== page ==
After Myitkyina, we flew four missions in 9 days. On May 20, we bombed Yenangyaung for the second time. On May 25, we hit the Naba Junction. On May 27, we were back again at Yenangyaung. On May 28, we made three bomb runs at Kaleymo before dropping twelve 500 pounders.


On June 8, 1944, we left the airfield at Pandaveswar for a mission to Mergui. Mergui was a strategic port in the Tenasserim region, south Burma’s long narrow tail which runs along the border with Thailand. Our mission was to mine the harbor at Mergui.

The route from Pandaveswar to Mergui was about 900 to 1,000 miles, much of it over open ocean. Never before had we flown so far from our base. Taking off from Pandaveswar, our crew was part of a squadron of twelve B-24s, all headed for Mergui. We took off at five minute intervals. On route, eleven of the twelve planes in our squadron turned back. Alone, we reached the target.

When we arrived at Mergui, the target was covered by heavy clouds, billowing up from the ocean below. I looked out the waist window of our ship, and I couldn’t see more than a distance of three or four feet. We approached the harbor flying at very low altitude. We dropped down to about 400 feet above sea level.

In the harbor I saw two Japanese submarines. We began to take fire from machine guns. Tracer rounds made the machine gun fire coming in look like a “fire hose”. We dropped our mines in the harbor, and then headed home on a 1,000 mile flight to our base in India.

As we crossed the Bay of Bengal, heading back to India, nightfall came. Then, suddenly, all of our navigational equipment malfunctioned. We continued to flying, in the pitch black night, without instruments. The sea below provided no familiar landmarks to guide us home. We were soon lost.

Not only were we lost over the ocean, but, after our longest flight, we were also running out of gas. We set a course based on a random guess as to the direction that led home. All we could do was to hope and pray.

Finally, on the morning of June 9, we made a landfall and found our way back to Pandaveswar. Our flight of nearly two thousand miles had lasted 15 hours.

The haunting terror of being lost over the ocean at night was something I would never forget. One night, 45 years after the war, I awoke from a nightmare, having relived in my dreams this mission to Mergui.

Flying the Hump

“The 7th Bomb Group had halted bombing missions after June 11th, and from 20 June through September, its B-24s were used to transport gasoline to forward bases in China.” - Kenneth C. Rust, Tenth Airforce Story…In World War II, (Historical Aviation Album, 1990), p. 32

A week after Mergui, our squadron’s base was moved forward from Pandaveswar to the airfield at Kurmitola. Kurmitola was located in East Bengal, about 150 miles NE of Calcutta. Kurmitola was near the city of Dacca. We were stationed at Kurmitola from June 15 until October 6, 1944.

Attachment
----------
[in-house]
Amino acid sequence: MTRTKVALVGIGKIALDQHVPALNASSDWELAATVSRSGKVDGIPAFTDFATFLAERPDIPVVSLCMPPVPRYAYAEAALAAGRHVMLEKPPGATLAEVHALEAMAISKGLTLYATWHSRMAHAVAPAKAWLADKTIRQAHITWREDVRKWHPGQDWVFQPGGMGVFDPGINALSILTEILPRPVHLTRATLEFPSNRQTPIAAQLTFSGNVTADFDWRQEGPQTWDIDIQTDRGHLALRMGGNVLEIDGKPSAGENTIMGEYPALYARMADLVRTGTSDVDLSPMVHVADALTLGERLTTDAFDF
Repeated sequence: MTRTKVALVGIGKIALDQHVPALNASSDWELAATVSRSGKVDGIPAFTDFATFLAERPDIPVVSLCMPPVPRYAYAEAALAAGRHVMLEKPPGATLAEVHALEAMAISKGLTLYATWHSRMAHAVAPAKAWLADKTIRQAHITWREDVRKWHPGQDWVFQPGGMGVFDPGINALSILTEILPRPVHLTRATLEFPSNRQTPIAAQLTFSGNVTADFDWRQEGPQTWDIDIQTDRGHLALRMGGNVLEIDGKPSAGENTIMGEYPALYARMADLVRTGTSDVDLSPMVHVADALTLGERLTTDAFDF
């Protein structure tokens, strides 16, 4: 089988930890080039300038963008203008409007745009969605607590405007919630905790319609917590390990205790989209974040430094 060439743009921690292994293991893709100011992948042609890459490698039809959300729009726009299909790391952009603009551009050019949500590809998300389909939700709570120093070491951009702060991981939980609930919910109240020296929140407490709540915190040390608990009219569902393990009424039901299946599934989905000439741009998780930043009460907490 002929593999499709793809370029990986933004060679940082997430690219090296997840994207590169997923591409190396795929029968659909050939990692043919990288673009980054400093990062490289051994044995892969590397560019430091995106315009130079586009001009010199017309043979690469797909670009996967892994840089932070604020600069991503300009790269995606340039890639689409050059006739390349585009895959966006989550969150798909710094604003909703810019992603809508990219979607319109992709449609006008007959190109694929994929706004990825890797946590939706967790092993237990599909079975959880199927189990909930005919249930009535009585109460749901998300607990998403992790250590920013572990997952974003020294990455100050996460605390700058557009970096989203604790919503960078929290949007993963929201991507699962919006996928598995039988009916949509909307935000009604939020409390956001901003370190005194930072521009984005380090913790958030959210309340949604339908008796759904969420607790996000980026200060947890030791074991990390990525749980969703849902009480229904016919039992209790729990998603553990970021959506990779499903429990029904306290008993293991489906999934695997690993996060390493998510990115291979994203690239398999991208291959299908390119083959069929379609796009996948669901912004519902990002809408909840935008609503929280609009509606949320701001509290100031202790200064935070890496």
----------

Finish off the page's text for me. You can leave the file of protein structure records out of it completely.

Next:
On our arrival at Kurmitola, the nature of our missions changed. Up to now our missions had centered on the strategic bombing of Japanese supply lines in Burma. Our new mission involved the resupply of Major General Claire Chennault’s 14th Air Force in China.

The famous “Hump” airlift, from India, over the Himalayas, to Kunming China, had begun in 1942, after the Japanese Army had captured the Burma Road. The capture of the Burma Road had cut off the only land route by which China had been supplied with war materials. During the course of the Hump airlift, more than 600 planes were lost, and 1,000 men were killed.

From mid-June until late September of 1944, we “flew the Hump”. Our usual route was from Kurmitola, over north Burma, to Chennault’s headquarters in Kunming, in the south China province of Yunnan. This route is sometimes called the “Low Hump”, to distinguish it from the “High Hump” route from Assam to Kunming. Depending on the weather, flying time from Kurmitola to Kunming was about 5 hours.

Any illusion that we had about the relative safety of our new air transport mission was shattered when, on our first trip back from Kunming, we again ran up against flak at Wuntho.

During the summer of 1944, our crew did plenty of flying in China. On 32 of my 47 missions, we either took off, or landed at airfields in China. Besides Kunming, we sometimes flew down to Liuchow and Nanning, both forward bases of the 14th Air Force in east China. Liuchow and Nanning would later be overrun by the Japanese, during the culmination of the Operation Ichigo offensive in November of 1944. Other missions took us to the airfields of Luliang, Chenkung, and Yenkung, all in China.


During the summer of 1944, gasoline was the most precious commodity in China, more precious than gold. Every ounce of gasoline needed to keep Chennault’s fighters flying in China had to be flown in from bases in China.

Our plane carried 2,342 gallons of gasoline in its main fuel tank. We also had an auxiliary tank which held 450 gallons, and a bomb bay tank which held 790 gallons. That made a total of 3,582 gallons.